Sunday, August 22, 2010

If You're Slinging Web Words, These Tools Help

6 Cool Tools Every Web Writer Needs

Once you’ve started to see an increase in demand for your writing, you’ll want to add some money-saving and time-saving tools to your kit bag. Check out the following. Some cost a few bucks, some are free or shareware. But all develop added value to your clients and that makes you a more valuable asset.

1. Skype. Today’s web writers have clients around the world and talking to a client 12 time zones to the east is going to cost a bundle using your cell or land line.

Skype allows you to use VoIP free or nearly free. You can call Skype to Skype at no cost, meaning you can talk to your client in Adelaide, Australia for an hour at no cost.
If the client doesn’t happen to be a Skype subscriber, that call down under will cost you .026 a minute so an hour chat will set you back about $US1.50.

Open your account with a $5.00 purchase of Skype minutes. This service also provides voice recording, call block, caller ID and even a separate Skype telephone number so you’re always in contact cheap.

2. I love Freemind’s Mind Map software. It’s a great tool for organizing lots of information from lots of different sources into a mind map – a visual tool that shows you how Tab A fits into Slot B.

It’s excellent for organizing longer pieces. It’s also a great tool for creating site maps for clients and you so you both understand what’s going to be done and by whom.

Very flexible shareware. (Pay what you can.)

3. SEO Elite. This software will set you back $US169 or so but you’ll get it back on your first gig. This software performs a variety of analyses on existing web sites, allowing you to spy on your clients’ competitors, see which keywords are working, how many in-bound links the site has and from whom – all good background when preparing your content for the client site.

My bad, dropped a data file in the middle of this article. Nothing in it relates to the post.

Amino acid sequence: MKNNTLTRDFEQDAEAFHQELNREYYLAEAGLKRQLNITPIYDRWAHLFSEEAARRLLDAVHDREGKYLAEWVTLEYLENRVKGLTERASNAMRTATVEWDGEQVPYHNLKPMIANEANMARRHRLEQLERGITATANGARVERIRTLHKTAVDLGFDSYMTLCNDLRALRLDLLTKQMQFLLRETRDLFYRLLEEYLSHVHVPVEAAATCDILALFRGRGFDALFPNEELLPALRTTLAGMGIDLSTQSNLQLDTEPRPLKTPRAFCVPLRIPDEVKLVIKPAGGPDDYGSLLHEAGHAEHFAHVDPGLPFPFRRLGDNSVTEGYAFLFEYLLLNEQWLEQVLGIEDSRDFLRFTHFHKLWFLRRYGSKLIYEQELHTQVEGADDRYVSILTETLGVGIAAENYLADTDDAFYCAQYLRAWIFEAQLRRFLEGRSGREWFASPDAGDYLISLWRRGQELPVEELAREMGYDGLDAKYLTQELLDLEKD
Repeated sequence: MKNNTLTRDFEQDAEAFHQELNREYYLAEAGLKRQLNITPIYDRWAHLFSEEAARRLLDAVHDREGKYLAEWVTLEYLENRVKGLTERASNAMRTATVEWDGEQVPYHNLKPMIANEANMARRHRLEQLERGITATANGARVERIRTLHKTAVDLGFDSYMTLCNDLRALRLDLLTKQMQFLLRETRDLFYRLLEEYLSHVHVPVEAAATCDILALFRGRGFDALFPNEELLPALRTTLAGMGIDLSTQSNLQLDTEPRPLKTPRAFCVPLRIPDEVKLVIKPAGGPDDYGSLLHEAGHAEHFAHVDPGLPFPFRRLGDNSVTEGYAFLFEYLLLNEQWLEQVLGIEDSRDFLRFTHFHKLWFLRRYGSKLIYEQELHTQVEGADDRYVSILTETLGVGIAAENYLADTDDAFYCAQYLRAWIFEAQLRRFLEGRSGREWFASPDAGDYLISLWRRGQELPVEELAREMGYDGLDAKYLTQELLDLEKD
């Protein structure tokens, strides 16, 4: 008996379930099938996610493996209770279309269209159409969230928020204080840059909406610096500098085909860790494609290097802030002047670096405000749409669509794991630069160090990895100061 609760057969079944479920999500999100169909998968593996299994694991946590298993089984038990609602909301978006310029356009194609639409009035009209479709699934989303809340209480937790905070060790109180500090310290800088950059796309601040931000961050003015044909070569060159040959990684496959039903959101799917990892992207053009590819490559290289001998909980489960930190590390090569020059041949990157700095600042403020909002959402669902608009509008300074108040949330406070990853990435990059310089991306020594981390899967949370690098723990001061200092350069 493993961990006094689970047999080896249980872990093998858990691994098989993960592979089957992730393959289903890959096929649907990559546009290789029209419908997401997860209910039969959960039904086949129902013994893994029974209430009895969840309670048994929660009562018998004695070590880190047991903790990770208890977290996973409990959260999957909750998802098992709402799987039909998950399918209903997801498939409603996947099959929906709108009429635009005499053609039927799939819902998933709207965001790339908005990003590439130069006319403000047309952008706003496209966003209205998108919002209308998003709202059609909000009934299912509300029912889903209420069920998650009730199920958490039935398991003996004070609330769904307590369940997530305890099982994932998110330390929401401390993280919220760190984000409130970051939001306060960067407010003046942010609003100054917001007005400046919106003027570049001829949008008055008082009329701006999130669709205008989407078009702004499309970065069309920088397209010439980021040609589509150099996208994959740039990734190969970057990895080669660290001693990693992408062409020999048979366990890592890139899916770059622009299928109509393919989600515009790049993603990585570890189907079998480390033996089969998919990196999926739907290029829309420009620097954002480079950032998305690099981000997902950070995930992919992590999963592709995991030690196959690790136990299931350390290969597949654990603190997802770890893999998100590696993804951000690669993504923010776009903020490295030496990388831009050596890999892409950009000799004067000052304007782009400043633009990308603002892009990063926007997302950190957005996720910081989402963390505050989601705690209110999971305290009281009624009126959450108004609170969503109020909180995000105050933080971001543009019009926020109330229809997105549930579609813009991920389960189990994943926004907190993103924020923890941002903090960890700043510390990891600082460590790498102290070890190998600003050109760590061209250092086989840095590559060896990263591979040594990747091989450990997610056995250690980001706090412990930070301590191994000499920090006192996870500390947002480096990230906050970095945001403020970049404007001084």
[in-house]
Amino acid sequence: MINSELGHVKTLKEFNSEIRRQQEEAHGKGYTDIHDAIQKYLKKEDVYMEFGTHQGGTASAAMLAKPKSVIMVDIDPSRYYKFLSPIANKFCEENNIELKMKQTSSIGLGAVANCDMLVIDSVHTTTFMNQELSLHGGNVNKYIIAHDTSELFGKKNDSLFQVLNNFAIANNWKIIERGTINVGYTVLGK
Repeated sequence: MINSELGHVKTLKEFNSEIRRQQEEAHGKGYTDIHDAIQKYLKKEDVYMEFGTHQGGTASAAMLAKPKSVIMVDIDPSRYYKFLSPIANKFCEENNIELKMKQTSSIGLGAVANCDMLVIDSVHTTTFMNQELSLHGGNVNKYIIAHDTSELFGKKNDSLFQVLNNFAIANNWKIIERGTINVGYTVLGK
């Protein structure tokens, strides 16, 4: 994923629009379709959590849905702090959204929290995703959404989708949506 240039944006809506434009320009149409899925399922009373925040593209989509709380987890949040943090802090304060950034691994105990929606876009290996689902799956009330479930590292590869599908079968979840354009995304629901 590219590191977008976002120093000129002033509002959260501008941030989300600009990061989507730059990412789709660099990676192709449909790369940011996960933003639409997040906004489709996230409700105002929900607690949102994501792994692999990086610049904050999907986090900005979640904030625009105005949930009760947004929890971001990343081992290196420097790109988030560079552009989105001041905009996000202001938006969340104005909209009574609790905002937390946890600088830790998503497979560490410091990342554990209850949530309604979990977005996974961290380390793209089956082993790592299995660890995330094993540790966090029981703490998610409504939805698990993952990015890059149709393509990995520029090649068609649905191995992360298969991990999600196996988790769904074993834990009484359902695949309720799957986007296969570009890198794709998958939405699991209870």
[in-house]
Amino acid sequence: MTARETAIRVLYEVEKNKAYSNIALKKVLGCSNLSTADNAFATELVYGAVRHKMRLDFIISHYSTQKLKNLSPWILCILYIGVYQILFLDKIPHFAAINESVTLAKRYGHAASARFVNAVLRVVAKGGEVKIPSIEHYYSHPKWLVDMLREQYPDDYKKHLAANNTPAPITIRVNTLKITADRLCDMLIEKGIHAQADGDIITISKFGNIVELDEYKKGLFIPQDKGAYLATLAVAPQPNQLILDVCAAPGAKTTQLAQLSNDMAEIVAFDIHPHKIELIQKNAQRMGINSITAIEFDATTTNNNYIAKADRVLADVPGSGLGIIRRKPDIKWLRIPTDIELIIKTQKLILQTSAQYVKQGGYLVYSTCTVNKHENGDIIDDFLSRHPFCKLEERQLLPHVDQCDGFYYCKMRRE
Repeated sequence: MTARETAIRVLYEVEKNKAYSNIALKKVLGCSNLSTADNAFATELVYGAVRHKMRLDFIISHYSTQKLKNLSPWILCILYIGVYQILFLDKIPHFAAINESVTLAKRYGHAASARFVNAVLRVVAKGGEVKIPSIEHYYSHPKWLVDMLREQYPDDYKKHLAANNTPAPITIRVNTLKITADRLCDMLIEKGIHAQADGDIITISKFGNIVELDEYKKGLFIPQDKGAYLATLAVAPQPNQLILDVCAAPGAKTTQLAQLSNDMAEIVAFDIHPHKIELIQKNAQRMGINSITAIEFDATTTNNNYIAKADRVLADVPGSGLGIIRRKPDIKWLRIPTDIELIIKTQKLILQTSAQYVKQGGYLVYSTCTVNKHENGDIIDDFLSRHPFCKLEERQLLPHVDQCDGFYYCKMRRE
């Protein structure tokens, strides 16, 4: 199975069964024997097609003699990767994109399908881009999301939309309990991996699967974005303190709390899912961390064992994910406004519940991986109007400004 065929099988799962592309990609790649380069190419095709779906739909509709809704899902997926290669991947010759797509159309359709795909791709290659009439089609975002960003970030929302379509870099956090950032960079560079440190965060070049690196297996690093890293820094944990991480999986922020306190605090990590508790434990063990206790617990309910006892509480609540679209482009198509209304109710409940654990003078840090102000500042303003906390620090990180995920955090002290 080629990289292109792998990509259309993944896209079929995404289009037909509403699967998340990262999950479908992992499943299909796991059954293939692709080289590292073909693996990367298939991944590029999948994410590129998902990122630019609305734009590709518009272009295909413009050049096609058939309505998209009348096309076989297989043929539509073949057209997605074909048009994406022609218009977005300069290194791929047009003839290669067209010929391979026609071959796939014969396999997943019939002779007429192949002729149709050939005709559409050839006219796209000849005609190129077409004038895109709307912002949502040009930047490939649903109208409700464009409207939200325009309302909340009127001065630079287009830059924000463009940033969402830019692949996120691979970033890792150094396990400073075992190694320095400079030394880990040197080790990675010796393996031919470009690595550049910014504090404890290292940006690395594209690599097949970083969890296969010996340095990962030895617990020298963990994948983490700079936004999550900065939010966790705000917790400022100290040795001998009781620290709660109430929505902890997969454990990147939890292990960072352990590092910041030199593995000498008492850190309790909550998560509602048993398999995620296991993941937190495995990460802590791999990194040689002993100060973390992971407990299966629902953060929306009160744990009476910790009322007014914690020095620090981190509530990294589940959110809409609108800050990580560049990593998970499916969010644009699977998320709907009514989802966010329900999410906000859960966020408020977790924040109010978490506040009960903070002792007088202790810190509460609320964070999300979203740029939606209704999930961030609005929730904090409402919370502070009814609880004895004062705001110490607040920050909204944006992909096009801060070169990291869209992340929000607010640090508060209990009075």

No sense reinventing the wheel.

4. Conference calling. There are lots of free and low cost services that enable you to talk to Bob in San Francisco while you’ve got Rick on the same line in London. In fact, you can invite a crowd.

You’ll receive a call number and access code that invitees enter. Services are usually tiered so if you also want to share a Power Point presentation or get some face time, it’ll cost you something in the neighborhood of $0.036 a minute for the additional bandwidth.

Google “tele-conferencing services” and open an account.

5. Lead generation and marketing your services is time consuming. Sites like deliver leads to your inbox – even invitations from job posters asking you to bid.

Elance takes an 8.75% bite but if you figure that into your bid price, the client pays. You can log on at any time and find 300 leads. Bid on those projects at which you can succeed.

6. Great security software – FREE. You can schedule scans, isolate cookies, viruses and other malware and clean up all of that garbage with a couple of clicks.